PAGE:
As someone who believes that Hillary Clinton still has the capacity to lose the 2016 election to an off-balance demagogue, I am sympathetic to the view that almost any other Democratic nominee, from Elizabeth Warren to possibly even Bernie Sanders, would be doing better in the polls. This would certainly be the case had Vice President Joe Biden decided to run and had he won the Democratic nomination. And yet every time I think about Biden as the nominee, and then presumably as the president of the United States, I wince. There is something absurd about the idea of Joe Biden being the most powerful person on Earth, an absurdity that cannot be wished away no matter how hard you try.
There are really two Joe Bidens, and it can be difficult to reconcile them. The first is the Biden most voters recognize, the “Uncle Joe” figure who tells stories about his mother, talks endlessly about riding the train from Delaware to Washington, and delights in what he would surely call the “nitty-gritty” of politics. He is liable to lightly curse, and to tell the same anecdote more than once, in both cases due to a surplus of enthusiasm many find charming. Biden is so routinely off-message, and so demonstratively emotional, that this side of his personality may well be genuine.
Then there is the other side of Biden, the calculating politician who has been a player in Washington for decades and has very different values than the average Joes to whom he pitches his appeal. (Like Biden, I am assuming that average, hardworking Americans—to coin a phrase—are entirely noble and decent.) Joe Biden is a man who plagiarized numerous politicians in speeches back in the 1980s. He is someone who claimed the personal details from the British politician Neil Kinnock’s life story as his own, including tales of relatives who would play football after a long day working in a coal mine. (How fortunate for Biden that the English also play a game called “football.”) More recently, Biden leaked his son’s deathbed words to Maureen Dowd, in the service of giving steam to his political ambitions, which revolved around a possible run for the Democratic nomination against Clinton.
As the latest example of the apparent contradiction between Biden the everyman and Biden the blindly ambitious pol, look no further than Jason Zengerle’s highly enjoyable interview with him in the latest edition of New York. The Q&A has some of the typical Biden trademarks that people profess to find attractive: There’s a story about having some dubious bit of Senate wisdom passed down to him by an old hand. (“Joe, it’s always appropriate to question another man or woman’s judgment. It’s never appropriate to question their motive, because you simply don’t know what their motive is.”) There’s clichéd wisdom he delivers as if it’s his own insight. (“By the way, my view is, all politics is personal.”) There is his Trump-like faith in his own ability to negotiate, particularly with former colleagues on the Hill. (I urge people to read Noam Scheiber’s account of Biden’s willingness to give away too much during the “fiscal cliff” negotiations for a corrective to this view.) And, finally, there are his warm words for opponents across the aisle. (Biden may be the only person in Washington who “misses” Eric Cantor.)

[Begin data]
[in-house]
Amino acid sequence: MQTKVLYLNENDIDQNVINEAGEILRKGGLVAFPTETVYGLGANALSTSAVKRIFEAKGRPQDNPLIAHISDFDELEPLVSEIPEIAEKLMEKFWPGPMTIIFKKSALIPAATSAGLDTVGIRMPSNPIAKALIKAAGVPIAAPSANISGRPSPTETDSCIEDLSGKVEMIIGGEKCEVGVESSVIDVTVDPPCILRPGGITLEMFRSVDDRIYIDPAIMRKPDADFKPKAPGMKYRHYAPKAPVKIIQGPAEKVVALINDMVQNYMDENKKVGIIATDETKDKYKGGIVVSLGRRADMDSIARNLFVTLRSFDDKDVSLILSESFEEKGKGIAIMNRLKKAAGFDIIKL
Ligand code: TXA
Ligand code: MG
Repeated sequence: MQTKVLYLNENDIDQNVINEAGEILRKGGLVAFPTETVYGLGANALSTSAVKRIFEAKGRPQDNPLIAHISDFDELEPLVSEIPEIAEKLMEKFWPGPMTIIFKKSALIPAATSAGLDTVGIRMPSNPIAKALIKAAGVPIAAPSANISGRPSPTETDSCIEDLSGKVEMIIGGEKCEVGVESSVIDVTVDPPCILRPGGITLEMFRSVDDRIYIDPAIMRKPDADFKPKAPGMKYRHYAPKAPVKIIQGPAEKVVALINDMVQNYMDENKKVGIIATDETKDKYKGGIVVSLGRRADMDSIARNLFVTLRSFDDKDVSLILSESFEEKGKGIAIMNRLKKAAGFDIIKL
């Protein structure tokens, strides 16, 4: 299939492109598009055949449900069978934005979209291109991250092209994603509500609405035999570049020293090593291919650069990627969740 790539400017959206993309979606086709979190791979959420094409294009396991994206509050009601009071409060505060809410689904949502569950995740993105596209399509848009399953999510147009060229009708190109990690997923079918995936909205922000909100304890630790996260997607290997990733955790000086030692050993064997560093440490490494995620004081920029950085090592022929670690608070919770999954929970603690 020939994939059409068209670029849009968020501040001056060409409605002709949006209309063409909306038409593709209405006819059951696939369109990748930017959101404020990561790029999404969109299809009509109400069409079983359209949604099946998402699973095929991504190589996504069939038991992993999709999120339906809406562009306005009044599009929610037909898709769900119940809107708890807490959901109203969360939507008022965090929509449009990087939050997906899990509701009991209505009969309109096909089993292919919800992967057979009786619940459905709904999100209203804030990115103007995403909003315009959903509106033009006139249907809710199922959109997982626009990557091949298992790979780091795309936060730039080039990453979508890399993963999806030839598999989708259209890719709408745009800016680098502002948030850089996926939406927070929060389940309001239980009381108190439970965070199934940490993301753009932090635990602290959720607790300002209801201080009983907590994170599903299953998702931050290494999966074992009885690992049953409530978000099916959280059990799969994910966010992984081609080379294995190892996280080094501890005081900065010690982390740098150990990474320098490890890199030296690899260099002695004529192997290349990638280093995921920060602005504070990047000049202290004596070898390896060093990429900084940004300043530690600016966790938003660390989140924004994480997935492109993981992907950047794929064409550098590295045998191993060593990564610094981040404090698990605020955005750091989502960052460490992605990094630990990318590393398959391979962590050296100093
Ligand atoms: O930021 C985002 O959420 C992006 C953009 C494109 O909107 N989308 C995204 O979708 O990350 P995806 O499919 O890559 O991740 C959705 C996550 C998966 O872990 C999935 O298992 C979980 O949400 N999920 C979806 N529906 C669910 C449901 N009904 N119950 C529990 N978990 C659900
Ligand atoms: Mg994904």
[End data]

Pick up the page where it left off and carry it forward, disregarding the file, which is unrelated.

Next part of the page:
Then along comes Biden the aggrandizer and burnisher of his own image. He seems to want to bask in the glow of Obama’s legacy—“The great advantage I had with the president is, substantively, we’ve agreed on everything,” he tells Zengerle—and at the same time to carve out for himself a healthy measure of the glory. A little later in the interview, he allows that he and the president didn’t quite agree on everything: “When I had strong disagreements, I reserved that for the Oval Office. We have raised our voice with one another, we have had real disagreements, and I must say, I believe that we’ll see what he writes, but the record will show I had a lot more influence on getting the position I wanted. I strongly opposed going into Libya. I strongly opposed the moving from counterterrorism and counterinsurgency under Petraeus in Afghanistan. It turned out that, if you look, I think I’ve been right.”
What’s particularly laughable about such claims is that he is citing as evidence of his influence … debates he lost. He wants credit both for reserving his opinion for the president, and for telling us those opinions now and saying he was right and the president was wrong. What loyalty! It’s hard to avoid the sense that Biden’s addiction to homespun notions of loyalty—not to mention his penchant for any sort of tired, received wisdom—is something he uses in the service of his persona, not as a guiding political philosophy. Biden must have some awareness of the contradiction; he’s self-conscious enough, in the interview, to speak of his “brand,” which, apparently, is straight-talk.
The gap between reputation and behavior is a familiar, and persistent, one with Biden: This is the reputed foreign policy expert who opposed the Gulf War, supported the Iraq invasion, opposed the surge, and then convinced the White House, calamitously, to back Nouri al-Maliki’s government during Obama’s first term. And this is his record on one of his pet issues!
None of this is to say Biden is any worse than most politicians. He probably isn’t. But the adulation he receives from Democrats is unearned, and the unthinking way in which the party faithful buy into his straight-talker brand is undeserved. Yes, Biden would probably be crushing Trump in polls today, but it is far from a tragedy that he will never be president, even if he is a heckuva guy.